Breeding Lavenders

Discussion in 'General breed discussions & FAQ' started by pips&peeps, Nov 3, 2009.

  1. pips&peeps

    pips&peeps There is no "I" in Ameraucana

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    I have my first lavender chicks that are around 16 weeks old and I have some questions for you people out there that have been doing this for a while.

    Does the feather quality ever improve? And if yes, does it just take continuous outcrossing to good quality black splits?

    I just picked out an awesome cockerel last night that I thought was a regular black, but he is a split, and he is of nice size which surprised me because he came out of the first stock bred by members of the ABC and they tend to run more on the bantam side. I'll be weighing him today just to make sure my eyes aren't deceiving me.

    How do you get rid of the speckling or mottling in the feathers? I know that is probably not the correct term, but I am referring to the specks of darker color on the bird.

    I know I will think of more questions, and I am sure there are others out there just starting to get into lavender too that may have questions, so feel free to post here.

    Thanks,
     
  2. Sonoran Silkies

    Sonoran Silkies Flock Mistress

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    My understranding is that poor feather quality occurs only on male shoulder area. There is a fairly extensive discussion on The-Coop, with at least one breeder saying it can successfully be bred out by selecting against poor feathering.

    No, you should not need to cross to black splits once you have type and other breed characteristics in your birds (assuming the colour was introduced from another breed).
     
  3. hinkjc

    hinkjc Overrun With Chickens Premium Member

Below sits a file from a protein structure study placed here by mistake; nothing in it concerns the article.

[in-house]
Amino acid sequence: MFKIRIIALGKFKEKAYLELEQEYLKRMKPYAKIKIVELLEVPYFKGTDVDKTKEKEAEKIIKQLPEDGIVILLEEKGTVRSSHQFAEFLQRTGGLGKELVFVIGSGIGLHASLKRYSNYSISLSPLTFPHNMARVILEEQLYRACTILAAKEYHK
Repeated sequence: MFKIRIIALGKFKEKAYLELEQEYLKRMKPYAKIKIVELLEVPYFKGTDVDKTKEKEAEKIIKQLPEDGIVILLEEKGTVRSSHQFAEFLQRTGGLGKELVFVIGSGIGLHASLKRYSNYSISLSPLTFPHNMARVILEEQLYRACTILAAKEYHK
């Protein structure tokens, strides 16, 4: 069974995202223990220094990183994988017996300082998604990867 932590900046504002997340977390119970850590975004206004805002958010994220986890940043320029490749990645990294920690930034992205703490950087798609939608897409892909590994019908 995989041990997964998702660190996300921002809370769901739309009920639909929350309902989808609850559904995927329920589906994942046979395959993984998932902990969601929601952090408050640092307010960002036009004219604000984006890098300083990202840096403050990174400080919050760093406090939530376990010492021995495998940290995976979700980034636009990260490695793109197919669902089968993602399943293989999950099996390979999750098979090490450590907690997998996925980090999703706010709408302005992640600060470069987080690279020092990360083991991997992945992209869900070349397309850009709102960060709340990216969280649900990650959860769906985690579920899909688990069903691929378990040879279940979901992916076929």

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    Jean, poor feather quality (fraying/broken plumage common in tail, back and wings) is common. I hatched hundreds and selected the best solid plumage (along with other factors) to continue. I would not go back to splits, but recrossing to good black ameraucana would likely be more helpful to improve the plumage. As for the fretting (dark gray/black marks on the plumage), I am finding the males have more issues with it as well. Through ongoing selection, you will eventually be able to eliminate this.
     
  4. turtleblossom

    turtleblossom Chillin' With My Peeps

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    I thought that I had read somewhere that fretting is possibly influenced by nutrition.
    Has anyone else found this to be true?
    I only have two lavender birds, so I have no real experience to base this on.
     
  5. pips&peeps

    pips&peeps There is no "I" in Ameraucana

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    Quote:My splits are completely unrelated to the current lavenders and the cock bird that I used to make the splits had much better feather quality......
     
  6. Krys109uk

    Krys109uk Chillin' With My Peeps

    I've found much the same as Jody.
    What breed are we talking about? You could try selecting against, or crossing to an unrelated black of excellent type. I can't see that crossing black to a split black, if related, would help any more than breeding to lavender & selecting against.
     
  7. hinkjc